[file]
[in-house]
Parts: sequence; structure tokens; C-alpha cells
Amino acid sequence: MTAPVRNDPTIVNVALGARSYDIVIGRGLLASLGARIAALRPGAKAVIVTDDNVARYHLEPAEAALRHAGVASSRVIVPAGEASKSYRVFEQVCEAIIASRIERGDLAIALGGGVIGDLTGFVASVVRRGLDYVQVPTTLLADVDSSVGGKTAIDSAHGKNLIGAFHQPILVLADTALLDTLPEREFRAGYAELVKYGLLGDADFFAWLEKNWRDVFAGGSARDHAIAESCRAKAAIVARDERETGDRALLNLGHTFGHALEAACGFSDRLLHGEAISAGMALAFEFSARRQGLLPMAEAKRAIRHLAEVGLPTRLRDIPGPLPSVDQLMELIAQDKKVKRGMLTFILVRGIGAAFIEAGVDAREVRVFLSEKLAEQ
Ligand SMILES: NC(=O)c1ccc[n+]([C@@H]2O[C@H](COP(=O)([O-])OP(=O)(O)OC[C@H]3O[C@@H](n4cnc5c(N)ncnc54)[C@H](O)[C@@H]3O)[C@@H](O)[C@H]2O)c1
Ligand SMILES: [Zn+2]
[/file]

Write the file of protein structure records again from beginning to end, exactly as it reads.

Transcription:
[in-house]
Parts: sequence; structure tokens; C-alpha cells
Amino acid sequence: MTAPVRNDPTIVNVALGARSYDIVIGRGLLASLGARIAALRPGAKAVIVTDDNVARYHLEPAEAALRHAGVASSRVIVPAGEASKSYRVFEQVCEAIIASRIERGDLAIALGGGVIGDLTGFVASVVRRGLDYVQVPTTLLADVDSSVGGKTAIDSAHGKNLIGAFHQPILVLADTALLDTLPEREFRAGYAELVKYGLLGDADFFAWLEKNWRDVFAGGSARDHAIAESCRAKAAIVARDERETGDRALLNLGHTFGHALEAACGFSDRLLHGEAISAGMALAFEFSARRQGLLPMAEAKRAIRHLAEVGLPTRLRDIPGPLPSVDQLMELIAQDKKVKRGMLTFILVRGIGAAFIEAGVDAREVRVFLSEKLAEQ
Ligand SMILES: NC(=O)c1ccc[n+]([C@@H]2O[C@H](COP(=O)([O-])OP(=O)(O)OC[C@H]3O[C@@H](n4cnc5c(N)ncnc54)[C@H](O)[C@@H]3O)[C@@H](O)[C@H]2O)c1
Ligand SMILES: [Zn+2]